Posted by: Harold Knight | 02/12/2010

Locke, Jefferson, Jeremiah, Nostradamus, and Henry Paulson

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Yesterday, some TV program must have focused on chatter about 9-11 or other conspiracy theories. Or on the “prophecies” of Nostradamus. This blog got the highest number of hits ever, and the most-used search term was “9/11,” to find my December 3 writing about conspiracy theories (and Nostradamus).

Weird.

John Locke famously that wrote that we have the right to “life, liberty, and the pursuit of property.”

Thomas Jefferson chose a different formulation in the Declaration of Independence, “life, liberty, and the pursuit of happiness.”

Students in my writing classes glom onto Locke’s phraseology and seem uncomfortable with Jefferson’s. Curious. Or not—these kids are raised in a culture of property, property, property.

Let’s have property. Own a home whether or not we have the income to afford it.

Let’s make property.  Make money off the schlemiels and schlimazels who want property but can’t afford it.  Let’s arrange property (home) loans for them on which we will make a commission even if the loans go bad.

Let’s make money on bad loans by “bundling” them together and selling the bundle as a “security” even though there is nothing “secure” about the bundle. And let’s make more money on the bad loans by bundling the bundles with other securities that might make money to cover the losses of the loan the poor schlemiels took out in the first place, so no one will lose, and in fact, as the pyramid grows higher, we will all make money on the poor schlemiels’ property even if it isn’t real. That is, until so many of those original schlimazels default on their loans that even our sleight-of-hand can’t cover it up.

Secretary Paulson will bail us all out because he’s one of the boys (Eagle Scout, Phi Beta Kappa, MBA Harvard) and understands the importance of “property” to making money.

How did owning a home become “the American dream.” Not simply AN American dream, but THE American Dream. What capitalist robber-baron first realized the way to get the largest chunk of a common citizen’s money away from her was to sell her a house with a mortgage on which the robber-baron could make money. And then convinced the entire nation that giving robber-barons the lion’s share of one’s income (over the course of one’s life—forty years the norm) was THE American Dream. To say nothing of the other species of robber-barons making money on “insurance” on the Dream.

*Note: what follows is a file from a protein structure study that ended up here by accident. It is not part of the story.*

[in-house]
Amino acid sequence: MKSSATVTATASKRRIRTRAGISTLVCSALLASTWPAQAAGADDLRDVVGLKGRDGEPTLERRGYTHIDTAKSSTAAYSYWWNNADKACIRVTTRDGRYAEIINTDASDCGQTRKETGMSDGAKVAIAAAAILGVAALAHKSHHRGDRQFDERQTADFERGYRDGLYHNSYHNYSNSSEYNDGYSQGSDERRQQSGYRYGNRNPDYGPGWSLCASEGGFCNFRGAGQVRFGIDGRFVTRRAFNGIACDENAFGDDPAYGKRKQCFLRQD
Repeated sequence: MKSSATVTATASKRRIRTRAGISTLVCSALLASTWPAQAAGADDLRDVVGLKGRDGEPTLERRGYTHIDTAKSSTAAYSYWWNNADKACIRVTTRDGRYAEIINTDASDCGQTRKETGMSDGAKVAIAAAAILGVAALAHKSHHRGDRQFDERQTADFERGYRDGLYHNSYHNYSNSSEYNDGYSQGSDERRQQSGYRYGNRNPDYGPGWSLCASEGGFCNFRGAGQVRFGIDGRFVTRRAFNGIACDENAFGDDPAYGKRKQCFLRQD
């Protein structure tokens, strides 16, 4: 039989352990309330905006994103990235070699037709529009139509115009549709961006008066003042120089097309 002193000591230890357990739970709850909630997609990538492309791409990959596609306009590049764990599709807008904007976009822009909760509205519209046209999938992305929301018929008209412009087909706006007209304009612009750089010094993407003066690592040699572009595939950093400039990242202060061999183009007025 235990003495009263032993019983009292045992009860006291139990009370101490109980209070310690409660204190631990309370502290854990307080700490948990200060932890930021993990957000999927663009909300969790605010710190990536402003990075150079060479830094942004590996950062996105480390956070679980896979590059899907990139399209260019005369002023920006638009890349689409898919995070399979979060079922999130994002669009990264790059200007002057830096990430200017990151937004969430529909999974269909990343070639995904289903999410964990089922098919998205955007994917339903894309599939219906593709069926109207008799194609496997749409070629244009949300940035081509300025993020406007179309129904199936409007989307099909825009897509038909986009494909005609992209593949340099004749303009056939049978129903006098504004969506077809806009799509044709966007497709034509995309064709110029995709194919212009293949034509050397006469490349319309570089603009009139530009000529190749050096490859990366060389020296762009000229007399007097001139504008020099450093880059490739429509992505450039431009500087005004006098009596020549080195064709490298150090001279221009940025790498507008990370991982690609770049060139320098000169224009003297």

If the benighted dupes (let’s be civil, not say what we really think) who are determined to find conspiracies in every horrific event—the assassination, the destruction of 9/11, the landing of alien beings at Roswell and on and on and on—would spend as much time, energy, and investigative power on the real conspiracy, they might accomplish something useful.

Way back there (in 1678) about the time Locke was publishing his Second Treatise of Civil Government (1690), John Bunyan was warning against the pursuit of property in the sense of the physical stuff one owns (such as The American Dream).

World (Henry Paulson?):  . . . .and it is happened unto thee as to other weak men, who meddling with things too high for them, do suddenly fall into thy distractions; which distractions do not only unman men. . .but they run them upon desperate ventures, to obtain they know not what.
Christian:  I know what I would obtain; it is ease for my heavy burden.
World:  But why wilt thou seek for ease this way, seeing so many dangers attend it? Especially since. . .I could     direct thee to the obtaining of what thou desirest, without the dangers that thou in this way wilt run thyself into; yea, and the remedy is at hand. Besides, I will add, that instead of those dangers, thou shalt meet with much safety, friendship, and content
(1).

Poor befuddled Christian is pursuing happiness.  He couches his pilgrimage in religious language. But he’s looking for true happiness, peace, grace, love, salvation—all of those things. And what he wants is not “safety, friendship, and content,” but true happiness, that is, “ease for [his] heavy burden” of—of what? Sin, existential angst, fear of death?  Not The American Dream.